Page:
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Jun 8, 2012

Simons: the bottom line … news or profitability?

There is a respectable point of view among those who analyse media businesses that the smart thing to do for serious news journalism is move to the political right.

Margaret Simons

Journalist, author and director of the Centre for Advanced Journalism

There is a respectable point of view among those who analyse media businesses that the smartest thing serious news journalism could do is move to the political right.

23 comments

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23 thoughts on “Simons: the bottom line … news or profitability?

  1. tinman_au

    “I subscribe to the view that there is a public trust that makes journalism special.”

    I think that sums up the problem some people have with current media. That is, it’s just a view, it isn’t a law. Current media can, and does, create reports and even tailors facts to support alternative agendas (just look at climate change and pokies issues for examples). This isn’t “reporting the other side of the story”, this is PR.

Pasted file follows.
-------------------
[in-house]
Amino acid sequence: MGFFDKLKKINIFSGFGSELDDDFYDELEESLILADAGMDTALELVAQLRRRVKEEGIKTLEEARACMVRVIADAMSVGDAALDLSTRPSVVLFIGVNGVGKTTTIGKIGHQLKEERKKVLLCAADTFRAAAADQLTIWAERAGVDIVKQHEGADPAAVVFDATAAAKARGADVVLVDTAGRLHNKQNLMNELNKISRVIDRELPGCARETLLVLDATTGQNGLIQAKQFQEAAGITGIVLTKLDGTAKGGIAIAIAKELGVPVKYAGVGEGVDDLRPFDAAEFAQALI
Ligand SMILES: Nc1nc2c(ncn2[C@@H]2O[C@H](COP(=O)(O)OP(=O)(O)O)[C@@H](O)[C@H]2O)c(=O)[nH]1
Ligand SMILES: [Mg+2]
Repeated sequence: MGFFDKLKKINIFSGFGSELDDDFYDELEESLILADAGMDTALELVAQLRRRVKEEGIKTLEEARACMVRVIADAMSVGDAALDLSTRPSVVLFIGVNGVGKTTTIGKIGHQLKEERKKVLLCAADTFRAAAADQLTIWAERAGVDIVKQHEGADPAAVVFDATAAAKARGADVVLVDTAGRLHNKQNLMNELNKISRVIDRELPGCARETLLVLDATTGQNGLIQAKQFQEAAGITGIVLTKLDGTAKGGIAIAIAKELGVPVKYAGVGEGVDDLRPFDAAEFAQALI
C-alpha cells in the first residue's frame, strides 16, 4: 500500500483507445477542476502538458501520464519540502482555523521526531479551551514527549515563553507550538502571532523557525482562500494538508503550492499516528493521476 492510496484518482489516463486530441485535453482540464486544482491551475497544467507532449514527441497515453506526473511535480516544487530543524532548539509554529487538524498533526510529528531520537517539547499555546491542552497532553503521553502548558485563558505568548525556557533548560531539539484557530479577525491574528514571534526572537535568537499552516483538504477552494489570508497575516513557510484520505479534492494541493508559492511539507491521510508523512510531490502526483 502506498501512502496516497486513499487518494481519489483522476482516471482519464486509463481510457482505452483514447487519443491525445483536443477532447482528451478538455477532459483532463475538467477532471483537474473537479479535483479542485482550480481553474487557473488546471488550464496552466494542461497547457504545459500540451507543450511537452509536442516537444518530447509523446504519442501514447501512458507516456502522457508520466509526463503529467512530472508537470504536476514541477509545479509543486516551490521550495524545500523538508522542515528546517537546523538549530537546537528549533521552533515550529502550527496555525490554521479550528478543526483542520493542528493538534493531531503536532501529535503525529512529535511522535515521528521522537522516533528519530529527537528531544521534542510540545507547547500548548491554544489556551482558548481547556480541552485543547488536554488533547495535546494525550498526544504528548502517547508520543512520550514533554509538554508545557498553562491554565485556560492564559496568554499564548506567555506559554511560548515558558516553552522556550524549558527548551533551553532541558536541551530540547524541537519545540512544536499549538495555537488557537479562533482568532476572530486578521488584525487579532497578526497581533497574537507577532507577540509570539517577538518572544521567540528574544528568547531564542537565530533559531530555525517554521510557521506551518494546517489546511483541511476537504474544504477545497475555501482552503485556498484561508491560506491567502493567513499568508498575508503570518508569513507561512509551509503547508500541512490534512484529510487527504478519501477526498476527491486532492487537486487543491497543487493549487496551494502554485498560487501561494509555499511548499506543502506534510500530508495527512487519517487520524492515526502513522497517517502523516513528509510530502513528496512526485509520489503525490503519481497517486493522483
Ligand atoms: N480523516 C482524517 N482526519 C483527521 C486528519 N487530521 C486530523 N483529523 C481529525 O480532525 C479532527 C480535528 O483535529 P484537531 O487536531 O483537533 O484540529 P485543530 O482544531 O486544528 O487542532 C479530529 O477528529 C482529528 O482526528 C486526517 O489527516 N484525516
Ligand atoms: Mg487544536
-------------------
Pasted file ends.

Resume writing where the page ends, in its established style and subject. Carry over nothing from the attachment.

There are, more than likely, many journos/editors/media who subscribe to your view as well Margaret, unfortunately, there also seems to be many who don’t. If it was another market (selling/making cars, running an airline, etc) and you had a situation like that wouldn’t it make sense to regulate it? Or is it OK to protect society from shonky car sales people but we should just turn a blind eye to an industry that can have shonky journalists/reporting?

  2. atticusdash

    OK. Let’s accept that a newspaper or other media outlet is a business like any other, with a responsibility for the board to maximize profits for the shareholders. It then ought to be regulated like any other product for public consumption, with appropriate regulation, clearly labelled ingredient warnings, and the onus to name sources and stop whining about being a pillar of democracy and name itself for what it is: an advertising vehicle not only for products but for political bias and promotion of particular business interests.